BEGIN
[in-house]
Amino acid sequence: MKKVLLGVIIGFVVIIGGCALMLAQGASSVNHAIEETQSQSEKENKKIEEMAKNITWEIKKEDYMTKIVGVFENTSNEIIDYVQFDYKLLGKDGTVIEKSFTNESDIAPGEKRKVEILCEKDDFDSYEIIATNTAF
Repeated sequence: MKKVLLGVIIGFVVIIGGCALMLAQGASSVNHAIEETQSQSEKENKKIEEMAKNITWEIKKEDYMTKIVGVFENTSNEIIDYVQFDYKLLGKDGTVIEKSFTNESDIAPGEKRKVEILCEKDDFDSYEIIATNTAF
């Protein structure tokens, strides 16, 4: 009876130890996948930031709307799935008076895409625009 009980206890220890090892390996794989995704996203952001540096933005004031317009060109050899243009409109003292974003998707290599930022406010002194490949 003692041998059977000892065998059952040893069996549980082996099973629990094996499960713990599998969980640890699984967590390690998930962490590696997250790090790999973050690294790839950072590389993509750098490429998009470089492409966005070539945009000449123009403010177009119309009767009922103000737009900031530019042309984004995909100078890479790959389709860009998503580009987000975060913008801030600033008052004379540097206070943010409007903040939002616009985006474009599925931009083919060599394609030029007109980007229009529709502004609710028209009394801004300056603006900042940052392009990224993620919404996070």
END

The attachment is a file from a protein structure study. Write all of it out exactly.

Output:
[in-house]
Amino acid sequence: MKKVLLGVIIGFVVIIGGCALMLAQGASSVNHAIEETQSQSEKENKKIEEMAKNITWEIKKEDYMTKIVGVFENTSNEIIDYVQFDYKLLGKDGTVIEKSFTNESDIAPGEKRKVEILCEKDDFDSYEIIATNTAF
Repeated sequence: MKKVLLGVIIGFVVIIGGCALMLAQGASSVNHAIEETQSQSEKENKKIEEMAKNITWEIKKEDYMTKIVGVFENTSNEIIDYVQFDYKLLGKDGTVIEKSFTNESDIAPGEKRKVEILCEKDDFDSYEIIATNTAF
């Protein structure tokens, strides 16, 4: 009876130890996948930031709307799935008076895409625009 009980206890220890090892390996794989995704996203952001540096933005004031317009060109050899243009409109003292974003998707290599930022406010002194490949 003692041998059977000892065998059952040893069996549980082996099973629990094996499960713990599998969980640890699984967590390690998930962490590696997250790090790999973050690294790839950072590389993509750098490429998009470089492409966005070539945009000449123009403010177009119309009767009922103000737009900031530019042309984004995909100078890479790959389709860009998503580009987000975060913008801030600033008052004379540097206070943010409007903040939002616009985006474009599925931009083919060599394609030029007109980007229009529709502004609710028209009394801004300056603006900042940052392009990224993620919404996070």